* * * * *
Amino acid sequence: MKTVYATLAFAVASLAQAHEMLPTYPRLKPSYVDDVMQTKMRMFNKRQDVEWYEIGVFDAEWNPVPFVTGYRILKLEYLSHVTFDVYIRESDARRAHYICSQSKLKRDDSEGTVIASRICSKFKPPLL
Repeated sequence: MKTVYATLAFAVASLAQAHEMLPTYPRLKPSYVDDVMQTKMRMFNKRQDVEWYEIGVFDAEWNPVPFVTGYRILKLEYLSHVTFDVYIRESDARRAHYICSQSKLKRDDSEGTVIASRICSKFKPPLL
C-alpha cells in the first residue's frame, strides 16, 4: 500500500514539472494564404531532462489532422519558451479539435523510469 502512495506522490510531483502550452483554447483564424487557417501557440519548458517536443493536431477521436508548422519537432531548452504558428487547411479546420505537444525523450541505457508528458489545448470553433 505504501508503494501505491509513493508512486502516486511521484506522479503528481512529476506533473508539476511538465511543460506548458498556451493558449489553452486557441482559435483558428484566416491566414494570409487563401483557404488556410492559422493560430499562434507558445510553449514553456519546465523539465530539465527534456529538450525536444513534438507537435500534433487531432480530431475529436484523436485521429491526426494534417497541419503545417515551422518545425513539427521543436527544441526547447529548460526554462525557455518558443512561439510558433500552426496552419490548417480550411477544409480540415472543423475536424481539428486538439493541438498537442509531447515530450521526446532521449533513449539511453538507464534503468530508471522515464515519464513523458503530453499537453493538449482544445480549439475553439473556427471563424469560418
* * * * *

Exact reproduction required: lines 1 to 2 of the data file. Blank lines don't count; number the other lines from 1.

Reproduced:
Amino acid sequence: MKTVYATLAFAVASLAQAHEMLPTYPRLKPSYVDDVMQTKMRMFNKRQDVEWYEIGVFDAEWNPVPFVTGYRILKLEYLSHVTFDVYIRESDARRAHYICSQSKLKRDDSEGTVIASRICSKFKPPLL
Repeated sequence: MKTVYATLAFAVASLAQAHEMLPTYPRLKPSYVDDVMQTKMRMFNKRQDVEWYEIGVFDAEWNPVPFVTGYRILKLEYLSHVTFDVYIRESDARRAHYICSQSKLKRDDSEGTVIASRICSKFKPPLL